Being "different" is really lonely sometimes. When other people didn't get me I
either looked for ways to discredit their opinion or I crumbled under the lie that I
wasn't worth getting to know.
Admittedly, I've had a mostly easy time socially. Making friends came naturally,
or so I thought. It took years for me to understand that many of those people
were not my friends. They were entertained by me, fascinated even, but they
did not see my whole self and sign up for a future by my side.
How could they have? I learned from a very young age to perform.
Before I was five years old, I sang "On the Good Ship Lollipop" to a group of
strangers on a ferry to Balboa Island north of Michigan. I remember creating
elaborately choreographed routines with cousins and friends for any adult
willing to watch.
I unabashedly loved the feeling of being seen and delighted in. In recent years, I've understood more of my drive to be known and, more importantly, liked. I wasn't a good student. I didn't stick to any hobby or activity long enough to earn accolades.
My greatest talent was talking, but in my formative years, I was punished for cultivating it.
I can admit that I'm not always paying attention. Sometimes (often) I'm bored
or preoccupied with my inner world. As one Enclave member pointed out this
week -- we can't tell people the truth about how disinterested we are in what
they're saying without hurting their feelings.
We don't want to be rude, but our brains can't be forced to turn the lights on and tune in. This is where friendship gets complicated for us.
We hear all about the connection being driven by vulnerability and belonging, yet
this is often not afforded to those of us with interest-driven brains that require
a lot of sensory input to focus.
We often feel smart, funny, and thoughtful, but performing the modern requirements of a "good friend" can leave us feeling misunderstood and exhausted.
Now, just because we're neurodivergent doesn't mean we should get a pass on
caring well for others.
But what if those who care about us started noticing how we are being a good
friend in unique ways? What if they appreciated what we do offer and helped us to
celebrate our strengths? A little benefit of the doubt can go a long way. Just
As society demands more of everyone's attention, those of us with
neurodivergent brains are left with very little energy to keep up the song and dance.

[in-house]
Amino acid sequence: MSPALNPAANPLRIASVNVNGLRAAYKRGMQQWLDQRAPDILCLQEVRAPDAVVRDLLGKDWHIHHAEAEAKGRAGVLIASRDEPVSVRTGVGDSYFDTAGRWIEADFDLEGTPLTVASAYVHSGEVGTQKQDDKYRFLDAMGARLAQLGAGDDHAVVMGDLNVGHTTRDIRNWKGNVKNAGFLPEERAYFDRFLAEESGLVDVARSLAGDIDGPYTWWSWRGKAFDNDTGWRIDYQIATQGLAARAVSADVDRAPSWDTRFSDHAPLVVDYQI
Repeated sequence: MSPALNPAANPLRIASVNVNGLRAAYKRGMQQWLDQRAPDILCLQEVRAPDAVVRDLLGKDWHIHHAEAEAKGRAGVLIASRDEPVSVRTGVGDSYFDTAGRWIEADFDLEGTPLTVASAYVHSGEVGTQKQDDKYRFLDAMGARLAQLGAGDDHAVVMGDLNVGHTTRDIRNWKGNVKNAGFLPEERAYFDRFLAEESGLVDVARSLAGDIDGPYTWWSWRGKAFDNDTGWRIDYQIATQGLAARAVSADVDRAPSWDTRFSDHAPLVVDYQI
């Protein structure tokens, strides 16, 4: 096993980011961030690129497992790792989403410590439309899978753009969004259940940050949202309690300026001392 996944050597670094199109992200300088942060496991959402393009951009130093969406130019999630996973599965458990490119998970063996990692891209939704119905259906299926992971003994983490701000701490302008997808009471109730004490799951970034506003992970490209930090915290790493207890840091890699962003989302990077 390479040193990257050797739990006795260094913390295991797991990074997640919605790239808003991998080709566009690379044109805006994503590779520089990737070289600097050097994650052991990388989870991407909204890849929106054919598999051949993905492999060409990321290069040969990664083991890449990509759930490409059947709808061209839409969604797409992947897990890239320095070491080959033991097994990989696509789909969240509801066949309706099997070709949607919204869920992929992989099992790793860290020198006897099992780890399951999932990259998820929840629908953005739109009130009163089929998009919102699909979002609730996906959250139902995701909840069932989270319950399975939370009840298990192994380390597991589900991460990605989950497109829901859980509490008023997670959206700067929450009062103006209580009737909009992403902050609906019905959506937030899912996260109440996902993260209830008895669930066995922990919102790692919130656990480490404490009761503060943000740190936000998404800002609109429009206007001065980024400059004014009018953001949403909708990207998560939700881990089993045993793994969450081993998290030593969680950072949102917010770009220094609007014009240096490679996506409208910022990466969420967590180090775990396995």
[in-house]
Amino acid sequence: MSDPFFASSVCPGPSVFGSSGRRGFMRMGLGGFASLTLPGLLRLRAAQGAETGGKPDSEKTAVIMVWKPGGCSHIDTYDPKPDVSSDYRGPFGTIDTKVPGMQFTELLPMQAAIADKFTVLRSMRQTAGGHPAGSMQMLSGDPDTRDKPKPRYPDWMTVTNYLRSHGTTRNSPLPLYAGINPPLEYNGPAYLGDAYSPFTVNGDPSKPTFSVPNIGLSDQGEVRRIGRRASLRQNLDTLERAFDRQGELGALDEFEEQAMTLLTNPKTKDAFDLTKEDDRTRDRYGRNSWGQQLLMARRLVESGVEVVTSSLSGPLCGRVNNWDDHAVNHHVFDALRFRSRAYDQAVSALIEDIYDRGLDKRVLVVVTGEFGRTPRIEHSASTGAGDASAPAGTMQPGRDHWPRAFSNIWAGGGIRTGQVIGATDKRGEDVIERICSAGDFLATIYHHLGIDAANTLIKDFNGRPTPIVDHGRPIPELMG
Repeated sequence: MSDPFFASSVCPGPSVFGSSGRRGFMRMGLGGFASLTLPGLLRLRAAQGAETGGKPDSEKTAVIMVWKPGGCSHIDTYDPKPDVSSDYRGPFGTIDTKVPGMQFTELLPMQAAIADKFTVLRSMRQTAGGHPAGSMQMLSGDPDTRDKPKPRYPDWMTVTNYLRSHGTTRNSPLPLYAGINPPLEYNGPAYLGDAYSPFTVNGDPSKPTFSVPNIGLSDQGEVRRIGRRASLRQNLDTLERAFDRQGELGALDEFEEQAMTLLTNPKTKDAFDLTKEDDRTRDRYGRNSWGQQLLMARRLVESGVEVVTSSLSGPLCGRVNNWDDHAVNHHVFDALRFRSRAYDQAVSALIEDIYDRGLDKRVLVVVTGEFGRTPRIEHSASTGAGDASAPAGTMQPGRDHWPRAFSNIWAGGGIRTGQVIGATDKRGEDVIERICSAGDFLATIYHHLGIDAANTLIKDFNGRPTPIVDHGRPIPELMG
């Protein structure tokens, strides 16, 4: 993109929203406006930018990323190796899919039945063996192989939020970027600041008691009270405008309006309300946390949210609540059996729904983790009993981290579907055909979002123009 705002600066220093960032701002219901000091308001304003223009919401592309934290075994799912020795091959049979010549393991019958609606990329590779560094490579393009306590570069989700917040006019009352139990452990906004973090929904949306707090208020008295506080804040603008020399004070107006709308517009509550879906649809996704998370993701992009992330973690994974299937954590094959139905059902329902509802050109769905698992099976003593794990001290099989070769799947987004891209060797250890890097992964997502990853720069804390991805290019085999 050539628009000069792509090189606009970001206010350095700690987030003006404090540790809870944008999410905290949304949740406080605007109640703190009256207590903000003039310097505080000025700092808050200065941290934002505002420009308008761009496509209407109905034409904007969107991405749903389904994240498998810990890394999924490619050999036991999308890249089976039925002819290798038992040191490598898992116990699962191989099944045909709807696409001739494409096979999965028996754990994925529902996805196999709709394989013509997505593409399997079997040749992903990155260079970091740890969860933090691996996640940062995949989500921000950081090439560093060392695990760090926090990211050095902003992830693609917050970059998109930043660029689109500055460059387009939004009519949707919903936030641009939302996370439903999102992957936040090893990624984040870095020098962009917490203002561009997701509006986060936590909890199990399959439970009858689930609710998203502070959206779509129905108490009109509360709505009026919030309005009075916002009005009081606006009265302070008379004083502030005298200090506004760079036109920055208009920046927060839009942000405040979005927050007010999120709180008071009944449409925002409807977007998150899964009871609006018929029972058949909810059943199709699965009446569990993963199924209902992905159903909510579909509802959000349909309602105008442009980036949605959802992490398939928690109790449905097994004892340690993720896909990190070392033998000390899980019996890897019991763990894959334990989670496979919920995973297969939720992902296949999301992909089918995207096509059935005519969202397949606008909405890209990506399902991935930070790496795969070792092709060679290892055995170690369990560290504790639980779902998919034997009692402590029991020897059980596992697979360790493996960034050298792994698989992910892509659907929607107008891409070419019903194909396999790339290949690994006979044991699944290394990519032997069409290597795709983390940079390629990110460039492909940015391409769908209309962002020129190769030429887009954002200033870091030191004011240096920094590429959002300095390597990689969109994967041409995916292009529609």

I've been thinking lately about what I've appreciated about my dearest friends
-- Kristen, Leslie, Kit, Emily, Gretchen, Claire, and my sisters, Sarah and Rebecca.
Here are some things I hope you can find in a friendship, too!
Qualities of My Closest Friends:
They accept that I get overwhelmed and overbooked and may disappear for weeks (months) at a time. I don't feel punished when I come up for air with comments like, "I thought you died! Where have you been?!" They greet me with, "I'm so happy to see you!"
They encourage my ideas without question, but when I don't see them through they never mention them again.
They let me change and grow.
They love me even if I don't (fill-in-the-blank).
They laugh at my jokes, and if they can't, they don't make me feel weird for not making them laugh.
My feelings never feel out of proportion when I'm around my dearest friends.
I can ask them questions I'm too embarrassed to ask others, and they'll make me feel like they're completely reasonable questions.
They never point out my typos, grammar errors, or other mistakes, unless it's something they know I'd want to know and change (which isn't many things).
They don't let me perform.
They share their whole selves with me, even if I've mishandled their heart before. They forgive and forget. I am allowed to be human.
Friendship is tricky for everyone. You're not alone if you're feeling confused about how to build meaningful connections.
I hope that you find someone who will welcome your brilliant presence into their lives and be gracious to you as you reveal your whole heart to them.